What does Polyphony mean
Polyphony is a concept that comes from the Greek language (πολύς [polis] = “many” and φονος [phonos] = “sounds, melodies”).
It refers to the “simultaneity of different sounds that form a harmony”. In this way, despite the independence of each of the sounds, the listener perceives them as a whole.
Polyphony in music is a type of musical texture in which are played simultaneously multiple melodic voices that are independent of each other, of similar relevance and different rhythms.
The musical texture is the way in which the melodic, rhythmic and harmonic materials are mixed in a composition, thus determining the overall sound quality of a piece.
What polyphony means, in its totality, is a certain kind of musical texture. This idea encompasses the harmonies, rhythms and melodies that are used when creating a composition, providing various qualities.
The musical texture is the result of the relations between these components: in the polyphony, the diversity of the melodies does not prevent to recognize the work as a whole.
That is why, it differs from music to a single voice, called Monophony, as well as music with a dominant melodic voice accompanied by chords, that is, homophony, with accompanied melody.
A polyphonic composition is composed of different basic melodies. Depending on the qualities of the people, each subject will be able to perceive more or less independent melodies within the framework of polyphonic creation.
Polyphonic textures may consist of several primary or basic melodies. If the voices imitate one another (that is, they sing or play similar melodies, but with some delay between them) it is an imitative polyphony. A strict case of imitative polyphony is the Canon.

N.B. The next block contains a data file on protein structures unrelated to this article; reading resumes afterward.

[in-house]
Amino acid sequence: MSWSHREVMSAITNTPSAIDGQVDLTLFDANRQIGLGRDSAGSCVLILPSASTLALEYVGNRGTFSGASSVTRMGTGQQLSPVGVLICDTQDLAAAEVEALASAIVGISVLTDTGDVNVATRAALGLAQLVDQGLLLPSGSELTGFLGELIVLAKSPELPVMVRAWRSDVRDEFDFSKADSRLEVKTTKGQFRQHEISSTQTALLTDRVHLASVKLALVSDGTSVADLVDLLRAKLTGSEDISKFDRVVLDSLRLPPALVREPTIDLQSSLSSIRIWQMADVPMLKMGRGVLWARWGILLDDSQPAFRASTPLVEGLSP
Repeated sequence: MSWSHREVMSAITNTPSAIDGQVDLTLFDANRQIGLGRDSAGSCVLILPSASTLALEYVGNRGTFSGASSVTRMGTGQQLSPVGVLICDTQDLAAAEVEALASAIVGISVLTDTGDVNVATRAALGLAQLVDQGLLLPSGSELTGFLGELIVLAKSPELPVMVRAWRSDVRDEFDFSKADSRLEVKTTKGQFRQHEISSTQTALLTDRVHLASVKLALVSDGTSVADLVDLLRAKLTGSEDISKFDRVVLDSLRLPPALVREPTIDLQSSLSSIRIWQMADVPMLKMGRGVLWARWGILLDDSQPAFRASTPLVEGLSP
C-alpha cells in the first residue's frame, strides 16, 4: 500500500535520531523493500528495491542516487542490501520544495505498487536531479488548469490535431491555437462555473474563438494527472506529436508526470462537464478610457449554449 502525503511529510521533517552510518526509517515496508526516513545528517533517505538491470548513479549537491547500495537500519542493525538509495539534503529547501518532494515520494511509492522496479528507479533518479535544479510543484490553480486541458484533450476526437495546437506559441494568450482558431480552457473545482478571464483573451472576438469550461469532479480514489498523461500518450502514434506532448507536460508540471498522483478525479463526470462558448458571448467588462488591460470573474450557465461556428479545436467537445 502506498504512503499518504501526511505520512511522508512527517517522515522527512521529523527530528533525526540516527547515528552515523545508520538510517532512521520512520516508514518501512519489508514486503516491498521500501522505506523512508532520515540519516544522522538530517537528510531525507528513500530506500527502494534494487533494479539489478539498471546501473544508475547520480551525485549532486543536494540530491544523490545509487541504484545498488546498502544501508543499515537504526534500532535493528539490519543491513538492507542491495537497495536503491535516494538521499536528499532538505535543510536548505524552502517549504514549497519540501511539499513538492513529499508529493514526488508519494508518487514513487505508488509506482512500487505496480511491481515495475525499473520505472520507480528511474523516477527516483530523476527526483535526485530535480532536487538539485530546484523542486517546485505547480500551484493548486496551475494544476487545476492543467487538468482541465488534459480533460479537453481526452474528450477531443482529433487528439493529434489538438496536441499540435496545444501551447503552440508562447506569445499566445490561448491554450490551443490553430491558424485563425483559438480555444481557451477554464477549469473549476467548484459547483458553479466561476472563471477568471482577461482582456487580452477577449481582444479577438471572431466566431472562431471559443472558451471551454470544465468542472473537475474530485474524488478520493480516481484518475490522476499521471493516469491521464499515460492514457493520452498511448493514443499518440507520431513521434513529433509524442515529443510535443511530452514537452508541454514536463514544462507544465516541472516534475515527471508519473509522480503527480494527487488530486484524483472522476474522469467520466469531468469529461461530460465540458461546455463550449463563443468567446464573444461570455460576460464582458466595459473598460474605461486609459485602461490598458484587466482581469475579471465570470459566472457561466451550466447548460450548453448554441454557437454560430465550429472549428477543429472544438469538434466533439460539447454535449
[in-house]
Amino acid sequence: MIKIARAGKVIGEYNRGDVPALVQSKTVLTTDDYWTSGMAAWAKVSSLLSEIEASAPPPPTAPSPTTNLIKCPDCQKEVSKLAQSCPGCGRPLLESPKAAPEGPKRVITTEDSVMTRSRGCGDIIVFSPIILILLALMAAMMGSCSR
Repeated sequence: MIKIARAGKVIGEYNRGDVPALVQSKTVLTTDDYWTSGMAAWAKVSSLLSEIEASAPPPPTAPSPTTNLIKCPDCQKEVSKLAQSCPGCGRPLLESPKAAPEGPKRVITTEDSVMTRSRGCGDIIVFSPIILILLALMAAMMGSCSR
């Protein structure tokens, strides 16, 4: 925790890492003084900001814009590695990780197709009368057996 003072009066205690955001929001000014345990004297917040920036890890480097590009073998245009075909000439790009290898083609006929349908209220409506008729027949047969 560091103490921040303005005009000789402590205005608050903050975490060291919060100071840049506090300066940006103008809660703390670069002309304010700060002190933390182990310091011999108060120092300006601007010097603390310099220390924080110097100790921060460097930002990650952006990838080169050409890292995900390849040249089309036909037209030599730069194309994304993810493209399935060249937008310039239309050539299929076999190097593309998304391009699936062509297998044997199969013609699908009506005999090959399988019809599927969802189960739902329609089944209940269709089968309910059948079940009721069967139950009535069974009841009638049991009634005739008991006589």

Some recognized examples of polyphonic compositions are as follows:
- Guillaume de Machaut, Messe de Nostre Dame.
- Josquin des Prez, Misa Pange Lingua.
- Jacob Obrecht.
- Orlando di Lasso, Mass super Bella ‘Amfitrit’ alters.
- Johannes Ockeghem.
- Thomas Tallis.
- Alonso Lobo, motet Versa est in luctum.
- William Byrd, five-voice Mass.
- Palestrina, Misa Papae Marcelli.
- Tomas Luis de Victoria.
- Gregorio Allegri, Miserere.
- Johann Sebastian Bach, list of compositions by Bach
Polyphony is a typical texture of the music of the late Middle Ages and the Renaissance.
Although the exact origin of polyphony in the history of the Church of the West is unknown, two treatises that originated approximately in the year 900, that of Sholia Enchiriadis and Musica Enchiriadis, are often considered as the first examples of Polyphony modeled on paper.
These are two documents that collect works from the end of the 9th century and which present the basis for the composition of polyphonic works, with examples of octaves, fifths and quarters parallel in two-note notes.
The works found in such treatises are not fixed, but act as indications for the improvisation of a polyphony while being interpreted.
Unlike the Winchester Troparium, dating to a century later, it is a complete vocal polyphony (although it does not include the exact duration of each note or its height).
There are other examples of ancient works that struggle to occupy the position of the oldest, and this appreciation varies according to the specialist.
The method of polyphony known as the organum, which was based on parallel repetition of a melody, achieved fame in the Paris School of Notre Dame, mainly during the eleventh and twelfth centuries.
The distance between the voices used to be from a just upright fifth. The organum is also known by the name of parallelism or crosstalk and is considered a primitive form of counterpoint.
The plural of organum, since it derives from the Latin, was denominated organa.
During the Middle Ages, this musical genre became an improvement of instrumental and vocal sacred music, as it became more diverse with the integration of a second voice.